‘If private ownership of minerals can be abolished without just and equitable compensation – by the construction that when the state allocates the substance of old rights to others it does not do so as the holder of those rights – what prevents the abolition of private ownership of any, or all, property in the same way? [Judge Mogoeng’s] construction in effect immunises, by definition, any legislative transfer of property from existing property holders to others if it is done by the State as custodian of the country’s resources, from being recognised as expropriation.’ (At para 105)

In Froneman’s view, the right approach was to accept that an expropriation had occurred. The owner had lost a benefit and the State had acquired one: ‘Under the MPRDA the right to compensation has been lost [and] the money that the owner would have received under the [previous Act] is now kept by the State. To me that looks like the acquisition of the benefit by the State.’ (At para 106) Frankly, it looks like that to me as well and, I suspect, to everyone who possesses an ounce of good sense and sound judgment.

Compensation, however, was not to be had for the asking, but was payable only if the claimant could prove a loss that should in equity be recognised. In the present case, according to the judge, the MPRDA had already provided ‘just and equitable’ compensation for this expropriation by allowing Sebenza to apply for the conversion of its old-order right. That Sebenza had been unable to do so was because of its own financial problems and not because the MPRDA’s provision for ‘compensation-in-kind’ was inadequate (see para 109). In addition, if there was a shortfall, this could not supply a basis of complaint when then individual’s entitlements were weighed against the transformative aims of the statute. Froneman thus agreed with Mogoeng that Sebenza was not entitled to compensation, but reached his conclusion on a different basis.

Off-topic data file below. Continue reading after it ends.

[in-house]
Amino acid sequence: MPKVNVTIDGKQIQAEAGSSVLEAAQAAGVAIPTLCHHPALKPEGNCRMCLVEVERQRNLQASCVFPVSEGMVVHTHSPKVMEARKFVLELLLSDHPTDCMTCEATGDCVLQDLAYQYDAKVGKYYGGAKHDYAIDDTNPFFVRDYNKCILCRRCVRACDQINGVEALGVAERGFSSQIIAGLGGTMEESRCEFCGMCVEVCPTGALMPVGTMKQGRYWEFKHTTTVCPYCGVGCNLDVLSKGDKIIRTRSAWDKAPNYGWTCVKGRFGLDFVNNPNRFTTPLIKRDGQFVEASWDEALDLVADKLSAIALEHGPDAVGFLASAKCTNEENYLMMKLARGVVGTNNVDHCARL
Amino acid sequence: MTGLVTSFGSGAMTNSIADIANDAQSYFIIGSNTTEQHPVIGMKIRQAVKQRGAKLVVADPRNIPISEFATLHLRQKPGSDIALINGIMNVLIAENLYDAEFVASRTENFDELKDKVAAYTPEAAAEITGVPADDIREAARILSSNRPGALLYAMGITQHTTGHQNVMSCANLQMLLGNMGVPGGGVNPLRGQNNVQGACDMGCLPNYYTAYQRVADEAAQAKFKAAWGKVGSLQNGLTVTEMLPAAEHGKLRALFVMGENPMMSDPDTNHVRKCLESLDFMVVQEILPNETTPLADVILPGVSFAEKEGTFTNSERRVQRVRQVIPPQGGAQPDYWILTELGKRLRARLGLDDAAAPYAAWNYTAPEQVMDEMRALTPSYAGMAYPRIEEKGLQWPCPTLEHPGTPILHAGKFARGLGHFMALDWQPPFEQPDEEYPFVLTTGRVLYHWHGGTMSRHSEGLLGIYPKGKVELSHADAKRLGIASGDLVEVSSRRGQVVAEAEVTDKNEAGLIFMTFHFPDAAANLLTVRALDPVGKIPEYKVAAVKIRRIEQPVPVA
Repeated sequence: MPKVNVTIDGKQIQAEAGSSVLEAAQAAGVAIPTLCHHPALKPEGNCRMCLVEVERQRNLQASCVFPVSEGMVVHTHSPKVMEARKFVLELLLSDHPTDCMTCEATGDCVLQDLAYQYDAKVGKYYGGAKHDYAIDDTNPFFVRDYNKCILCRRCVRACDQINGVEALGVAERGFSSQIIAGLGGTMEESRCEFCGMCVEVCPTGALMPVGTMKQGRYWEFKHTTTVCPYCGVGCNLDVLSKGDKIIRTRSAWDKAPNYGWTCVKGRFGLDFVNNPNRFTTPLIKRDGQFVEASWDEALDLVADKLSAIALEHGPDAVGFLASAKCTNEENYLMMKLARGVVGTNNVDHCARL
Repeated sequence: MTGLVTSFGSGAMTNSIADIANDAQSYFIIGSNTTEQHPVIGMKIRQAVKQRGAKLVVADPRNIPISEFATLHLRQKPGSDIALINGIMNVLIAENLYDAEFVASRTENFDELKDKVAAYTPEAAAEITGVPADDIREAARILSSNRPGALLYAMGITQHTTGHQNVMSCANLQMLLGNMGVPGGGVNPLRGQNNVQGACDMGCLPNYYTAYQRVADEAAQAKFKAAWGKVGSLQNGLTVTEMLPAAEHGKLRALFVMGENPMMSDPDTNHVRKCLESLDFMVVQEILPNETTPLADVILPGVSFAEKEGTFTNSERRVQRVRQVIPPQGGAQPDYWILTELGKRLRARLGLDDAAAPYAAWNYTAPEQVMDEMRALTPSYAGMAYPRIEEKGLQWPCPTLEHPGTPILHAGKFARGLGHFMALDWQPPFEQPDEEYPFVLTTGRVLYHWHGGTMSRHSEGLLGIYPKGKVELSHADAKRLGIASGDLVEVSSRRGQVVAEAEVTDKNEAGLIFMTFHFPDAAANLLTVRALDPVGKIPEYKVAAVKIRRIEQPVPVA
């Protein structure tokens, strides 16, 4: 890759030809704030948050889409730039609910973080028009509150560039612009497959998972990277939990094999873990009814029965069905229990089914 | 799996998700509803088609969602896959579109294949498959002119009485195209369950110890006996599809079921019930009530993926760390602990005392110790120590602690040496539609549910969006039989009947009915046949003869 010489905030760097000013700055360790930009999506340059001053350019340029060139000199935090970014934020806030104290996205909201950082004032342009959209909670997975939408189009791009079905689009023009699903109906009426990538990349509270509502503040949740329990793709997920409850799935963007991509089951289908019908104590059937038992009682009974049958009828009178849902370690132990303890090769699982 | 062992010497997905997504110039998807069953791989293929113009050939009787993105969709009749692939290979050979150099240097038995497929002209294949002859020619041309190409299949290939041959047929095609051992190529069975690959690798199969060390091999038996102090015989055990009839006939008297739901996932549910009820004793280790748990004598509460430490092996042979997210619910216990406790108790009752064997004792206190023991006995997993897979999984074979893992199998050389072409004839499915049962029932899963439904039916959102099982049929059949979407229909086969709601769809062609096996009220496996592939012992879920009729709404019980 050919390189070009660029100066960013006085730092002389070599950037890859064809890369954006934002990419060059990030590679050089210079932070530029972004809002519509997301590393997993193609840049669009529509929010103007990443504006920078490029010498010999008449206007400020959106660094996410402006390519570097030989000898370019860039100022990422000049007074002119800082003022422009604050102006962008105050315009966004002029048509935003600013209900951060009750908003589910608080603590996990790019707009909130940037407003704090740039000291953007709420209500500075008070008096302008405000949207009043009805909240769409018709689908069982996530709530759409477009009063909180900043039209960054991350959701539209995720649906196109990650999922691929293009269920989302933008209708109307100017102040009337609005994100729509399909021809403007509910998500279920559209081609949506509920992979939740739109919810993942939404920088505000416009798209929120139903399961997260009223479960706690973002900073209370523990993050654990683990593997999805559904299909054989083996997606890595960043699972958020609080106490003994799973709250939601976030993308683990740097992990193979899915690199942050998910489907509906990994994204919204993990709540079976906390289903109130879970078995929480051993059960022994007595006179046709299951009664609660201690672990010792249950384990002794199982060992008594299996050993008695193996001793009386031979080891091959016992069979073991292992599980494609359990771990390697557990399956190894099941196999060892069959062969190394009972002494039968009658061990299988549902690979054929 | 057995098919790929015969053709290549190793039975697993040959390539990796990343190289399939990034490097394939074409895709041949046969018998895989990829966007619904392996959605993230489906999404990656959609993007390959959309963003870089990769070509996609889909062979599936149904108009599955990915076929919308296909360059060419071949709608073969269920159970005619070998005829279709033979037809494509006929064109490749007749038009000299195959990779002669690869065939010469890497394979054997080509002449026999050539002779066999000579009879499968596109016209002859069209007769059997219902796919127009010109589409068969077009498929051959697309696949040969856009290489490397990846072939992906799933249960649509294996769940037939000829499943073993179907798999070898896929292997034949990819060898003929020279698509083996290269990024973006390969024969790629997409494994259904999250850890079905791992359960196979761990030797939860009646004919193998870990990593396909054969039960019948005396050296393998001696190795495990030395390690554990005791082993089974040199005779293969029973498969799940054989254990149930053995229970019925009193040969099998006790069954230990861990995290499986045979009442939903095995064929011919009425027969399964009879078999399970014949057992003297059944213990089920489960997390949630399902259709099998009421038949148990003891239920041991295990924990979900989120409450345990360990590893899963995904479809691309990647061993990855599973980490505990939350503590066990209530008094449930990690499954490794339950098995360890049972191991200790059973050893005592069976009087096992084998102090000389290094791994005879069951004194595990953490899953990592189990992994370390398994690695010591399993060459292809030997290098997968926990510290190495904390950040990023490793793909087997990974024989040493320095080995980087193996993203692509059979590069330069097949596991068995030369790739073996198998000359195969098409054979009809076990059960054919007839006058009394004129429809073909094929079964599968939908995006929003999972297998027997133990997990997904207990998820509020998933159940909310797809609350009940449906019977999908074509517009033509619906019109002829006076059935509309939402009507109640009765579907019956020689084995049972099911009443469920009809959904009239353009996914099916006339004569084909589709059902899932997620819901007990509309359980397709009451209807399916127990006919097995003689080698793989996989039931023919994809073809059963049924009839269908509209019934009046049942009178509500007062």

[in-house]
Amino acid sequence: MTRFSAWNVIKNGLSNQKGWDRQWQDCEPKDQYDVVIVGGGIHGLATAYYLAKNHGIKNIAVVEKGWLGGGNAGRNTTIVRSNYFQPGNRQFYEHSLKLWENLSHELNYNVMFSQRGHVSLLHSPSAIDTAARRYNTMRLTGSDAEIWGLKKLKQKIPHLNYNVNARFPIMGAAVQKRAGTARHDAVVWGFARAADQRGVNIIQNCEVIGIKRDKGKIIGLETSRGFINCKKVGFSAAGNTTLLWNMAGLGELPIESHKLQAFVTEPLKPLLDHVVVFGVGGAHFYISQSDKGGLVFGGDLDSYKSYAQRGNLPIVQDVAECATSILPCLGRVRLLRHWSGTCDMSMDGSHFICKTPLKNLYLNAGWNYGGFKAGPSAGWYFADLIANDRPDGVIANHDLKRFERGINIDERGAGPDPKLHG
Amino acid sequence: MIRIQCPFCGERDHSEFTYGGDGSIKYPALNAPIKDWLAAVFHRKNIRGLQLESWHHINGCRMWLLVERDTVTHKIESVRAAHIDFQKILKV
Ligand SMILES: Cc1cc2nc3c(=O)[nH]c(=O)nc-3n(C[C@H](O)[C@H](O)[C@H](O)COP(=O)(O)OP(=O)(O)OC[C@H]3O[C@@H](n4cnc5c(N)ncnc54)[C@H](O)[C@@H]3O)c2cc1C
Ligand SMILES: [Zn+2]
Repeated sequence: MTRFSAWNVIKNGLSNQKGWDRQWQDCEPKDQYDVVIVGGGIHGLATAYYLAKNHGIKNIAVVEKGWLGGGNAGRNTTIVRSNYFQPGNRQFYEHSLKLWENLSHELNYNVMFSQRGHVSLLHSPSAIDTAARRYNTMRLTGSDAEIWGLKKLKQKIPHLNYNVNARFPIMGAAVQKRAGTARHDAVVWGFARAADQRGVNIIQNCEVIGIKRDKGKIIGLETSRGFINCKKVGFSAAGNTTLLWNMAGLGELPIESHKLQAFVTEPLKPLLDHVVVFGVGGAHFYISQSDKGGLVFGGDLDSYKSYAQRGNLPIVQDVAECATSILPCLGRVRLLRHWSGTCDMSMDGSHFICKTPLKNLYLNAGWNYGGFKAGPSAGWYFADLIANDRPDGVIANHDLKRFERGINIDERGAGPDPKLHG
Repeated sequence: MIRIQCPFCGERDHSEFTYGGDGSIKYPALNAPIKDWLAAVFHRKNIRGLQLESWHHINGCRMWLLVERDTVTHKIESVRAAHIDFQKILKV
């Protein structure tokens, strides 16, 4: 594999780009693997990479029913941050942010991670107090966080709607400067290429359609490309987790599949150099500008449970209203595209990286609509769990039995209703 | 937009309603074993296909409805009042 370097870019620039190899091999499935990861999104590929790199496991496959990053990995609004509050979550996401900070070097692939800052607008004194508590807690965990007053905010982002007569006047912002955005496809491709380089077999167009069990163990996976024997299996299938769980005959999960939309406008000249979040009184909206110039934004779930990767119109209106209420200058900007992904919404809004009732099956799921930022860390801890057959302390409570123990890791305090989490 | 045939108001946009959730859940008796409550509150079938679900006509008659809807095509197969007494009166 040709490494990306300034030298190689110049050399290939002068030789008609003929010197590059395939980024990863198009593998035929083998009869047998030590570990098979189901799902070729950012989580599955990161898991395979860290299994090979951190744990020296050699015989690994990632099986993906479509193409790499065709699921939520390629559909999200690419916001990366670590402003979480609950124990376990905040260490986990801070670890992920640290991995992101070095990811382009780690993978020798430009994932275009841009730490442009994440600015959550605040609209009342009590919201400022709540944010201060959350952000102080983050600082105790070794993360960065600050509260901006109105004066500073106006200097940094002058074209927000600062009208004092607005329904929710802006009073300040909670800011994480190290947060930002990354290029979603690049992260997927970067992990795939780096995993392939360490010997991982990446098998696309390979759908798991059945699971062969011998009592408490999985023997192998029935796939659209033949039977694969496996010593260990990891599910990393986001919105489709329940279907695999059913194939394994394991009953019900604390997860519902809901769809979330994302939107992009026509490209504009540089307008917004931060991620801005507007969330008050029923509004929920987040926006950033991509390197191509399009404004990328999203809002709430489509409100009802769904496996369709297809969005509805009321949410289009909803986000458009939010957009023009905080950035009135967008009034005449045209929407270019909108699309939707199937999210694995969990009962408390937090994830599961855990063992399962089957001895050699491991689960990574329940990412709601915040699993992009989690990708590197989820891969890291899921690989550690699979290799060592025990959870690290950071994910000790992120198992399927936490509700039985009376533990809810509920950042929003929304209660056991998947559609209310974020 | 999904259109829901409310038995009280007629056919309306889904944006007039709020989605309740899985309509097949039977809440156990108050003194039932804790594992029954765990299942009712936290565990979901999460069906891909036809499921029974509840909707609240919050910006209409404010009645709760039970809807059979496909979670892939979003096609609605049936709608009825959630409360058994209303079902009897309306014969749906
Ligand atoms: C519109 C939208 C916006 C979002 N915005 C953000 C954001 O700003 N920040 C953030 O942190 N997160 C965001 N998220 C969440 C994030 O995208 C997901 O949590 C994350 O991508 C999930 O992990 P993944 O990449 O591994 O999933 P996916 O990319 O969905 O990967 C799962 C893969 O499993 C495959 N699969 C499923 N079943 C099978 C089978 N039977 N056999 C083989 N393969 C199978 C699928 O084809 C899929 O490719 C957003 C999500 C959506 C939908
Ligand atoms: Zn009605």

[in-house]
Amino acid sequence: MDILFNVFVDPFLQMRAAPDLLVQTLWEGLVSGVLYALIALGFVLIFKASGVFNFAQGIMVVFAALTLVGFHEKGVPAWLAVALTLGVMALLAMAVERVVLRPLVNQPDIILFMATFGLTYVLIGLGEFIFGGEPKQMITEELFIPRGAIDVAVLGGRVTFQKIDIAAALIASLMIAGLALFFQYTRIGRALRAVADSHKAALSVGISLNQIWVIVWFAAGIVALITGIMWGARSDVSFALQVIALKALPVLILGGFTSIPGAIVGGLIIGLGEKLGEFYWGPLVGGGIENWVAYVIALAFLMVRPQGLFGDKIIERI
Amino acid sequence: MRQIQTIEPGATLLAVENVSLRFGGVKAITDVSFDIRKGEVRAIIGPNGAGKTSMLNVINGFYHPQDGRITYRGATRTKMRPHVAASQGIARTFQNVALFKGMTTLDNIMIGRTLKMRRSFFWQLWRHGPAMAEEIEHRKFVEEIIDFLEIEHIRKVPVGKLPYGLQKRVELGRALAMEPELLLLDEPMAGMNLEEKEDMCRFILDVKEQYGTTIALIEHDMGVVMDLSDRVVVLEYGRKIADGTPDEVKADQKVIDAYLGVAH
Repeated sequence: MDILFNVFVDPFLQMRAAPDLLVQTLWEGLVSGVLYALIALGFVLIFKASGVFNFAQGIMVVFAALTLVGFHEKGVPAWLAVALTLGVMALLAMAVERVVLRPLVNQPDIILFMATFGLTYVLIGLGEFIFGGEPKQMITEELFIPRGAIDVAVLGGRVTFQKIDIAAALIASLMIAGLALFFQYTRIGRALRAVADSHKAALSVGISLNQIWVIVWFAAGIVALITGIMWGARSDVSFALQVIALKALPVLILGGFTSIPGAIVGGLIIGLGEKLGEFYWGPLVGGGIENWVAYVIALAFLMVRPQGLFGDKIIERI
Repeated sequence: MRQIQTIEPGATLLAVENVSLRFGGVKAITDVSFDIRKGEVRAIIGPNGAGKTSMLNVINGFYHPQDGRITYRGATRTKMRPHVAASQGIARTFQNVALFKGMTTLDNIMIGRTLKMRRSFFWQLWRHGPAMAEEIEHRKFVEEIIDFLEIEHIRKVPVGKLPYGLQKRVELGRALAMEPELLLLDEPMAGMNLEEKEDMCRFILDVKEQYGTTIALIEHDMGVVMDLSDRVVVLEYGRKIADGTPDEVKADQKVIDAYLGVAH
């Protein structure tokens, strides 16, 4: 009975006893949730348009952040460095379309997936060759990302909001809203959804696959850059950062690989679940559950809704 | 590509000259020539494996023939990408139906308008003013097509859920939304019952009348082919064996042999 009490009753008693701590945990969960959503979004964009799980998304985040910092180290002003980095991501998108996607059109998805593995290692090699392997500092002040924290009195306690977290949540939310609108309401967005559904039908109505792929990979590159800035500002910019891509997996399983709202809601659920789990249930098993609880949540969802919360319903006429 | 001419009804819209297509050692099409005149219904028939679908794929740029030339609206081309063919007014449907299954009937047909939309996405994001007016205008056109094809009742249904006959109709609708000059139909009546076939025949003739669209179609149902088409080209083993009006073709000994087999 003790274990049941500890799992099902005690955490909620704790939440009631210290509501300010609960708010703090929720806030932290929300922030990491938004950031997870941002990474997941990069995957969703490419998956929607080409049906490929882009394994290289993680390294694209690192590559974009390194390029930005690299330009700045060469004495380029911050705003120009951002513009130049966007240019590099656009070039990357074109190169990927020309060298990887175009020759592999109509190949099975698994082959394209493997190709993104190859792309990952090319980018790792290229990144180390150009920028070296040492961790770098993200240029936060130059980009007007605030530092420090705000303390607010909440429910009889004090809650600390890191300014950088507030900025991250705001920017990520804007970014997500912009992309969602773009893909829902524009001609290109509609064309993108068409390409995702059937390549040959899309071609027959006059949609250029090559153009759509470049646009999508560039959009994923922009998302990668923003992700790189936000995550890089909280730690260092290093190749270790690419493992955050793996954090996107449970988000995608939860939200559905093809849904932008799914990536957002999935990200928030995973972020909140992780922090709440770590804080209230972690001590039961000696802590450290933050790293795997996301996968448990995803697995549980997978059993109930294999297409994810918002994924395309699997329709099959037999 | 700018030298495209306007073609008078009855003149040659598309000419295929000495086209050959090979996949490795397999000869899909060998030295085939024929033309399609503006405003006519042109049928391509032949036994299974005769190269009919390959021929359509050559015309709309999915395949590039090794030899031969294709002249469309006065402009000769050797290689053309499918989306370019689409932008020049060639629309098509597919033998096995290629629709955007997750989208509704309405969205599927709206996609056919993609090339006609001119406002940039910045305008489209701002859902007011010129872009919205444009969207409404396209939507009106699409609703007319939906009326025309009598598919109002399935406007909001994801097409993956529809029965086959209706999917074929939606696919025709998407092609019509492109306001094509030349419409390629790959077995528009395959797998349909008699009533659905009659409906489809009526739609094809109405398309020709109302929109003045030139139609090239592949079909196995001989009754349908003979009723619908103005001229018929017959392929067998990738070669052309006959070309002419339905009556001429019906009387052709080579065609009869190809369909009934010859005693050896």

Import of the majority judgment

Froneman’s judgment, being the minority one, is not the law. The law is represented by the majority judgment and we must work within its framework. Froneman believed the majority was willing to countenance a deprivation in every case in which a statute placed property in the hands, not of the State, but of the public at large.

What we have already seen, however, is that the judgment is rather less absolute than this. Much of its language, to be sure, is in blunt and unequivocal terms, but there is also the passage saying every instance of acquisition must be dealt with on its own merits and in the light of its own circumstances.

This statement provides some basis for arguing that minerals are an exceptional form of property and, as justification for this proposition, stressing that they are typically a windfall that the owner has done nothing to earn or deserve. A statute that, by the stroke of a pen, deprived homeowners of the ownership of their dwellings would, I surmise, never survive scrutiny under the Constitution even were it to place the homes in the public domain. A nuanced approach is arguably what the majority mandates and, through it, justice can at least potentially be done.

An unravelling of property rights?